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McNeil River — State Game Sanctuary and Refuge
During Your Stay

What to Expect

The following bullets summarize some important aspects of visiting McNeil River. Additional details can be found in a series of video shorts which will take you on a short trip to McNeil River and provide a number of tips and answers to the most often ask questions.

  • McNeil River is a remote, low impact camping experience. You should have complete camping gear and come prepared to be self sufficient as there are no accommodations available. The ADF&G does provide some support facilities at the site, see Facilities and What to Bring below for a description of facilities available and gear to bring.
  • Weather at McNeil is typical of coastal Alaska Peninsula and can vary from clear with temps in the 60’s to cold rainy conditions (temps in 40’s) with wind driven sideways rain. Note: Wind is common at McNeil - Clear and sunny does not necessarily mean warm and cozy. Bring outdoor apparel suitable for layering and cool wet fall weather. Good rain gear is critical as the area is subject to storms. If rough weather sets in, it may be necessary to remain a few additional days at McNeil River until your air taxi can pick you up. Make your plans with this possibility in mind.
  • To reach the viewing areas you will need to complete a 4-mile round-trip hike to and from the falls. While this hike is not particularly hazardous it does involve slogging across mud flats and wading across Mikfik Creek or McNeil River Lagoon. Hip boots are essential.
  • Portable stools are provided for your use while at the McNeil River falls viewing area. While in the field elsewhere at McNeil, visitors sit on the ground or they stand.
  • The Bears Come First At McNeil River. The McNeil River area was designated as a wildlife sanctuary in 1967 (and enlarged it in 1993) to protect the world’s largest concentration of wild brown bears. As many as 144 individual bears have been observed at McNeil River through the summer with as many as 74 bears observed at one time! All human use in the sanctuary is managed for the continued protection of this bear concentration. The goal of the permit program is to provide the public with an opportunity to view and photograph bears while minimizing their impact to bears and wildlife habitats.
  • You are required to sign a liability waiver because there are inherent risks anytime one travels in brown bear country. We have an excellent safety record at McNeil River Sanctuary and no one has ever been injured by a bear at the sanctuary. Armed department personnel accompany visitors in the bear viewing area and are readily available should a bear wander into base camp. Therefore, we advise against carrying personal firearms.


As noted above McNeil River is a remote camping experience, however, some facilities are provided to support visitors and staff. The following is a brief summary of the facilities available at the McNeil Camp. The layout of the facilities in relation to each other and viewing areas can be seen through the overview map (PDF 212 kB), overview sketches (PDF 57 kB), aerial view of camp (PDF 529 kB) and camp site sketch (PDF 37 kB).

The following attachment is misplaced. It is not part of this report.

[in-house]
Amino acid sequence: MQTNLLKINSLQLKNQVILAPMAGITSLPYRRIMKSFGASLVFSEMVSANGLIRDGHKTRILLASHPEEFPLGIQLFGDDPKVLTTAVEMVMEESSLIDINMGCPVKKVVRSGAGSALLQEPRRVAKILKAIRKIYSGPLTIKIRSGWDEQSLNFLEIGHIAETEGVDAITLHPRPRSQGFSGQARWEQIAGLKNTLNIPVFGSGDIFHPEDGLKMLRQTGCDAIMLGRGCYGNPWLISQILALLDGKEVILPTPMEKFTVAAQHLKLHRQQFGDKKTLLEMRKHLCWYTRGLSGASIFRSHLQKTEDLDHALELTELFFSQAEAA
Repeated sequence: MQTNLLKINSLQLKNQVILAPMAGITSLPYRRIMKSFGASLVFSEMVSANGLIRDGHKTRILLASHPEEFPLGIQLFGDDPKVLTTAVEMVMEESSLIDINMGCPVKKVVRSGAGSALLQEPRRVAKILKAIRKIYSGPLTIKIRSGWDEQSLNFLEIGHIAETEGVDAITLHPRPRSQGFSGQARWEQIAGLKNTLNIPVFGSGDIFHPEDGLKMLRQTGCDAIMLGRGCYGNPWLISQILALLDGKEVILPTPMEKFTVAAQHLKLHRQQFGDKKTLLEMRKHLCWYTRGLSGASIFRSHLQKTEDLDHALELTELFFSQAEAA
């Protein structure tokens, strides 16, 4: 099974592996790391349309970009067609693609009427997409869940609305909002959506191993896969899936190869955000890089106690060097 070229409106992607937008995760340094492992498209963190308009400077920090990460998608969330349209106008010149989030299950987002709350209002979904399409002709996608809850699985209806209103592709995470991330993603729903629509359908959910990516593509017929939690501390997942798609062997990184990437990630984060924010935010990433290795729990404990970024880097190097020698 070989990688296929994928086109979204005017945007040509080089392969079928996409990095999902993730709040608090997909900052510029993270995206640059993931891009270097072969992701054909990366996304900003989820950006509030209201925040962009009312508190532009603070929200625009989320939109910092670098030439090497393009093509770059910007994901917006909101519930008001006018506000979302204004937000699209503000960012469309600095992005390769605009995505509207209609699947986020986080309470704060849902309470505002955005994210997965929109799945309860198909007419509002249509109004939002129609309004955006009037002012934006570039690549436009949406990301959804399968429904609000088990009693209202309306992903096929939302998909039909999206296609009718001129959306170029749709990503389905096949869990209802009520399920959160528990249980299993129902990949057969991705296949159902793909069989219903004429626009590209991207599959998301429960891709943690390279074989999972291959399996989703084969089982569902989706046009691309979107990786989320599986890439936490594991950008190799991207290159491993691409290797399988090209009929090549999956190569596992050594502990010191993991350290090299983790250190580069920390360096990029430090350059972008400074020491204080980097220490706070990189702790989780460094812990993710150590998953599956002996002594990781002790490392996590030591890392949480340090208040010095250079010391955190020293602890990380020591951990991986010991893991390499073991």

• Campsites: There are 14 gravel pad campsites within the McNeil River camp. These are clustered in the campground area near the Cook Cabin
  • Cook Cabin: There is an approximately 16’ x 24’ (5m x 7.5m) public use cook cabin at the McNeil campground. All food and scented items (toothpaste, lotions, etc.) are stored in the cook cabin. All cooking is done in the cook cabin, six propane burners and basic cookware are provided for visitor cooking needs. Visitors do need to bring their own food and personal utensils and any specialized cook gear. The cook cabin also acts as a community gathering place and has a wood stove that will allow you to warm up and dry gear. The cook cabin has tables, benches, and a collection of natural history literature.
  • Restroom facilities: Two pit type outhouses are provided at the far end of camp.
  • Washhouse: A small individual use washhouse is provided for guest and staff personal cleanliness.
  • Utilities: Untreated fresh water is available from a nearby stream and is gathered by visitors in 5 gallon jugs and stored in the cook cabin and used on a community use basis. Visitors will need to filter or treat their own drinking water and should bring water filters or other water treatment methods to purify drinking water. There is no electricity or power access for visitors.
  • Staff Facilities: Two staff cabins and a combination tool shed / cabin exist on the site to provide staff with office space, living quarters and camp maintenance equipment during their 3 month stay at McNeil.
  • Emergencies: Staff have emergency medical supplies on site and are trained in first aid and in responding to emergencies. Additionally, they are equipped with emergency communications including satellite telephones and VHF, SSB and Marine band radios to communicate emergency response needs with the USCG, local hospitals and emergency response. Satellite telephone use is limited to State business and visitor emergency response. If you believe that you will need communications while at McNeil, you will need to arrange to bring your own satellite telephone. You should bring personal physician and emergency contact information with you in case there is a need for staff to contact them in an emergency. There are no cell phone or internet capabilities.